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Who are you?

rocksThe security line was not that long considering it was the regular commuting time. Travel for me is easy having in the past four years flown dozens of times. This time, I had my 15-year-old son in tow for an international trip. All the details of getting us both to our destination had my head spinning. Passports? Check. Tickets? Check. Was this the right day we were traveling? Check. It is funny all the things that were running through my head.

There was one detail that had slipped my attention. And it was the most important one of all.

Several years ago my friend started a tradition. We had experienced something remarkable together. To signify that moment he had taken a rock from a high mountain top from where we had climbed together and at a critical time handed it to me and said, “don’t forget who you are.” At crucial times he has continued to return to that same spot, finding more of those rocks. He gives them to me right at the moments I need to remember. About a month ago he handed me another one as I was about to speak to a large group of men. The topic was all about identity, knowing who they truly are.

As my son and I neared the body scanner, the TSA agent asked me if I had anything in my pockets. Checking my pockets was instinctual. “Of course, I don’t have anything in my pockets,” I thought. But teaching my son always to check I patted my pockets down and instructed him to as well. In my side pocket was something about the size of a walnut. What in the world could it be? Reaching into my pocket, I pulled out the rock my friend had given me. I had not worn these pants since that day. The agent, seeing the rock said “that’s ok, just hold it in your hand as you are scanned.” So there I was in the body scanner holding my rock high above my head, remebering of who I was.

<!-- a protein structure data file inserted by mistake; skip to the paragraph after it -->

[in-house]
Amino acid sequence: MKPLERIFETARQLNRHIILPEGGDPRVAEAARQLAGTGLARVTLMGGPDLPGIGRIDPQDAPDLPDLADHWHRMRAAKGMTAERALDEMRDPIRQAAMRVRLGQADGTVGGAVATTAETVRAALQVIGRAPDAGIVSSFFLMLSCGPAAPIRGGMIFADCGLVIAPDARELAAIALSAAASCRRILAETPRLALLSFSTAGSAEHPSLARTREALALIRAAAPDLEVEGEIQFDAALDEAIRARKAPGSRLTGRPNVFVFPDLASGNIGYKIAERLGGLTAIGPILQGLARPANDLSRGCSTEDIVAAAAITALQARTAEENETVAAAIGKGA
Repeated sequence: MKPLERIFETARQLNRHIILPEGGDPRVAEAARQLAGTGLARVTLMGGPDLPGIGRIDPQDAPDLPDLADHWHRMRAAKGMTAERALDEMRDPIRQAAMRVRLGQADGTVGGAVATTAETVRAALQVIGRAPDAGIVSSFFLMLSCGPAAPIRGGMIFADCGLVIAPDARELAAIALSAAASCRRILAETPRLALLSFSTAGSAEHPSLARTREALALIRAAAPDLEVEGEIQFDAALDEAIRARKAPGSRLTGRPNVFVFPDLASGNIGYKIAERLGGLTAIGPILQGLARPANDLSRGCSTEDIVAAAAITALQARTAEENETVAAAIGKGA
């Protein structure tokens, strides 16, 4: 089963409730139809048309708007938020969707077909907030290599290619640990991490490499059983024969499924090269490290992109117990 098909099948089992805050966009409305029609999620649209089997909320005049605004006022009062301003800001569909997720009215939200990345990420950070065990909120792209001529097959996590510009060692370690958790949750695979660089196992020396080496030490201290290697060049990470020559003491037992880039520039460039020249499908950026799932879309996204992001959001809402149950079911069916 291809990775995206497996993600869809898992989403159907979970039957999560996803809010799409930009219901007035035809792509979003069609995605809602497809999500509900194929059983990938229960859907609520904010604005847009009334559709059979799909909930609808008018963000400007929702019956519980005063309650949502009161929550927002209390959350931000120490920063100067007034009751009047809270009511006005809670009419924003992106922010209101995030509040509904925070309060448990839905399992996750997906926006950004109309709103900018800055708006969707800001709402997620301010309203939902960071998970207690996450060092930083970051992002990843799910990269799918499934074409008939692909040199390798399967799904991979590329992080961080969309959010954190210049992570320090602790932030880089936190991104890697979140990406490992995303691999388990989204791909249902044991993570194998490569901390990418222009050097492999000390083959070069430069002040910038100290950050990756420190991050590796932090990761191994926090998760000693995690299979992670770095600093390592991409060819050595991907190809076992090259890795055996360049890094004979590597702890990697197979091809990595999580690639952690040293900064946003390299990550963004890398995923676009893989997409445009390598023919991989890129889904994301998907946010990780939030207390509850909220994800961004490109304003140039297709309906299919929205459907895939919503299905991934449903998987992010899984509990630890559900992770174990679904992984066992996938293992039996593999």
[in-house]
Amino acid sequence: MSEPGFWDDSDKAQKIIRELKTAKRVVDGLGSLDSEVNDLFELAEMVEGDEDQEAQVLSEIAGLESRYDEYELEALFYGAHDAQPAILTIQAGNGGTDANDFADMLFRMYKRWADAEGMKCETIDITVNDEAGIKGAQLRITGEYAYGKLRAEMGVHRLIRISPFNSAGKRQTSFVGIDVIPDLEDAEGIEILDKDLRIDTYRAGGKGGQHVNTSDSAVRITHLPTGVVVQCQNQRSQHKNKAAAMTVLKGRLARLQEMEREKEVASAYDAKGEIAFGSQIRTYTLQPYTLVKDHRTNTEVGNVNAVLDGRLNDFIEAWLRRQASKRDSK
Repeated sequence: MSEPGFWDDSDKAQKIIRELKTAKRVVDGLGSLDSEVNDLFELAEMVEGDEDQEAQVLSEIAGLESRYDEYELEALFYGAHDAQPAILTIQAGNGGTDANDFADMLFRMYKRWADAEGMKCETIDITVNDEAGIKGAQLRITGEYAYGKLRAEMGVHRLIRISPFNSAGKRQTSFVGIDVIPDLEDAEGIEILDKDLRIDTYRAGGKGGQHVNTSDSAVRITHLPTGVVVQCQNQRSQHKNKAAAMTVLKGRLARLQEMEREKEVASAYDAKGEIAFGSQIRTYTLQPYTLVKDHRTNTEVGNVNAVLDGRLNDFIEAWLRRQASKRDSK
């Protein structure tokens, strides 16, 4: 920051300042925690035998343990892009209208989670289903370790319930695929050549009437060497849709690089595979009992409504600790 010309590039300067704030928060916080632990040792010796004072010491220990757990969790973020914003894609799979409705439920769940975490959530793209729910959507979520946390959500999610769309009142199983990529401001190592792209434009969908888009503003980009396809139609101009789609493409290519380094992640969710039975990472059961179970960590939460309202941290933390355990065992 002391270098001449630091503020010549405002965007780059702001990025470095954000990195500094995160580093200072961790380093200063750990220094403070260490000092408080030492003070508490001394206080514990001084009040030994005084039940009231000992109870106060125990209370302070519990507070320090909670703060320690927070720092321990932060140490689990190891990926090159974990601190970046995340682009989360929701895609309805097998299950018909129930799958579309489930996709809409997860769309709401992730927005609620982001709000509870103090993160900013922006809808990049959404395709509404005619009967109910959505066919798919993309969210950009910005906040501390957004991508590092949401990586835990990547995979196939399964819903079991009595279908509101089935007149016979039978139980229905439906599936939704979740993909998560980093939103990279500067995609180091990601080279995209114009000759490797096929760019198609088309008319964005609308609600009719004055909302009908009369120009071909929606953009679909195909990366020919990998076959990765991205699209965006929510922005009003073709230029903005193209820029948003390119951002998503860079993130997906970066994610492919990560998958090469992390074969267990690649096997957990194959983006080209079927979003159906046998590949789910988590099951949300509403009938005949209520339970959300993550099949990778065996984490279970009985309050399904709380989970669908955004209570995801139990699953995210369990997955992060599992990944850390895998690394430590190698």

None of the other details mattered now. And what my son needed most from me was for me to be myself. He needed me to be present and attentive. He needed me to be his dad.

The worst memory

climbConnection means we will continually put ourselves at risk. Time and time again we will have to reach out, extend, take a chance at rejection.

I’ve always been fascinated with world class climbers. Recently I watched the film about Jimi Chin, Conrad Anker, Renan Ozturk’s climb of the Meru a legendary peak in the Himalayas. The film is way more than a climbing documentary. It is about mentor ship, marriage, loss, and endurance. What struck me most about the story is the relationships.

At one point Chin quotes a climber saying “the best alpinists are the ones with the worst memory. Alpine climbing is a brutal but rewarding sport. The stakes are so hi. I think in the quote “alpinists” could be replaced with friends, lovers, and relatives. Yes, we all get hurt. Along the path of connection, much of it comes with both pain and joy.